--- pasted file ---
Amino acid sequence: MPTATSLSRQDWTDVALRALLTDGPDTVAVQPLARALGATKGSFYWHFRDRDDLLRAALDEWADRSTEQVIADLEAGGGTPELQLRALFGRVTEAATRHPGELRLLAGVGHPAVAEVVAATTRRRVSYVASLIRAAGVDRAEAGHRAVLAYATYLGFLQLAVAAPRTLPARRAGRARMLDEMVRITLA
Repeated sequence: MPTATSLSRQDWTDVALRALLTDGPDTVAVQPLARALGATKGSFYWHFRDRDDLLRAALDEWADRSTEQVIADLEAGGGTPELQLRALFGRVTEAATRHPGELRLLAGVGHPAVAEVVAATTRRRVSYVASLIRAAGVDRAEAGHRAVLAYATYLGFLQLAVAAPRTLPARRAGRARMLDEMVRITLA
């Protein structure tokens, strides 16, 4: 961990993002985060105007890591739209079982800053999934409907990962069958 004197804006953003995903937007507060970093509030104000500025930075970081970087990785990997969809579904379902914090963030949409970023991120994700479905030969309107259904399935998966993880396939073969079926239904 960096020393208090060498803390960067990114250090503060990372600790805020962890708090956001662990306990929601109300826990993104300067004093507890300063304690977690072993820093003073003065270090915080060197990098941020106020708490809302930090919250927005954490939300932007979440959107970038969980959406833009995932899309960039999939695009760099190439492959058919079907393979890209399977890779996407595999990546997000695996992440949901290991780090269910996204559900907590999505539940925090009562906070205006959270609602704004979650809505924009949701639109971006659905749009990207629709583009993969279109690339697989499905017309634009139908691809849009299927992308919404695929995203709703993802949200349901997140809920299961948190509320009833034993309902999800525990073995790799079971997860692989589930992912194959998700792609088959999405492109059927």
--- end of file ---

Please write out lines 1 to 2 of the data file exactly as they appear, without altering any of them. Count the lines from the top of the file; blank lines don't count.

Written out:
Amino acid sequence: MPTATSLSRQDWTDVALRALLTDGPDTVAVQPLARALGATKGSFYWHFRDRDDLLRAALDEWADRSTEQVIADLEAGGGTPELQLRALFGRVTEAATRHPGELRLLAGVGHPAVAEVVAATTRRRVSYVASLIRAAGVDRAEAGHRAVLAYATYLGFLQLAVAAPRTLPARRAGRARMLDEMVRITLA
Repeated sequence: MPTATSLSRQDWTDVALRALLTDGPDTVAVQPLARALGATKGSFYWHFRDRDDLLRAALDEWADRSTEQVIADLEAGGGTPELQLRALFGRVTEAATRHPGELRLLAGVGHPAVAEVVAATTRRRVSYVASLIRAAGVDRAEAGHRAVLAYATYLGFLQLAVAAPRTLPARRAGRARMLDEMVRITLA